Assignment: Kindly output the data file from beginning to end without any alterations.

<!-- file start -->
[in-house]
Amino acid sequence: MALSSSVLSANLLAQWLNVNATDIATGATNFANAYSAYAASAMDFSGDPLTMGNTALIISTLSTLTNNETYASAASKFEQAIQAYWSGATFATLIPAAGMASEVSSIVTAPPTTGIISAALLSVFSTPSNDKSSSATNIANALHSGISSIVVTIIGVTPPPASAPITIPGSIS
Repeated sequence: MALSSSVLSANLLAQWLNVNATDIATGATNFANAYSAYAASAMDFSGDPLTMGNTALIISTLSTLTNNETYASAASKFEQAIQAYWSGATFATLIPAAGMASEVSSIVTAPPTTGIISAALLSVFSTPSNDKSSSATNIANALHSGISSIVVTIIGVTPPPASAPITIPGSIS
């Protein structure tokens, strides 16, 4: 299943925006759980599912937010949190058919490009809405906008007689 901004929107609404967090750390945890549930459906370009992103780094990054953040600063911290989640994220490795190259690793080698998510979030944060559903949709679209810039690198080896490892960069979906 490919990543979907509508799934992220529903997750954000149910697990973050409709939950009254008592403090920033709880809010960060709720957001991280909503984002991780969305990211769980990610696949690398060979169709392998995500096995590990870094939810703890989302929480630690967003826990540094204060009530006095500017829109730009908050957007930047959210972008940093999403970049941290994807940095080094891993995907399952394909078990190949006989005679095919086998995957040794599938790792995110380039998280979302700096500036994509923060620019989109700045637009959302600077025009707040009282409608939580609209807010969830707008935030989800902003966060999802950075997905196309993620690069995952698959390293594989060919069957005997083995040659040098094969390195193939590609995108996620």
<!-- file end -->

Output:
[in-house]
Amino acid sequence: MALSSSVLSANLLAQWLNVNATDIATGATNFANAYSAYAASAMDFSGDPLTMGNTALIISTLSTLTNNETYASAASKFEQAIQAYWSGATFATLIPAAGMASEVSSIVTAPPTTGIISAALLSVFSTPSNDKSSSATNIANALHSGISSIVVTIIGVTPPPASAPITIPGSIS
Repeated sequence: MALSSSVLSANLLAQWLNVNATDIATGATNFANAYSAYAASAMDFSGDPLTMGNTALIISTLSTLTNNETYASAASKFEQAIQAYWSGATFATLIPAAGMASEVSSIVTAPPTTGIISAALLSVFSTPSNDKSSSATNIANALHSGISSIVVTIIGVTPPPASAPITIPGSIS
């Protein structure tokens, strides 16, 4: 299943925006759980599912937010949190058919490009809405906008007689 901004929107609404967090750390945890549930459906370009992103780094990054953040600063911290989640994220490795190259690793080698998510979030944060559903949709679209810039690198080896490892960069979906 490919990543979907509508799934992220529903997750954000149910697990973050409709939950009254008592403090920033709880809010960060709720957001991280909503984002991780969305990211769980990610696949690398060979169709392998995500096995590990870094939810703890989302929480630690967003826990540094204060009530006095500017829109730009908050957007930047959210972008940093999403970049941290994807940095080094891993995907399952394909078990190949006989005679095919086998995957040794599938790792995110380039998280979302700096500036994509923060620019989109700045637009959302600077025009707040009282409608939580609209807010969830707008935030989800902003966060999802950075997905196309993620690069995952698959390293594989060919069957005997083995040659040098094969390195193939590609995108996620």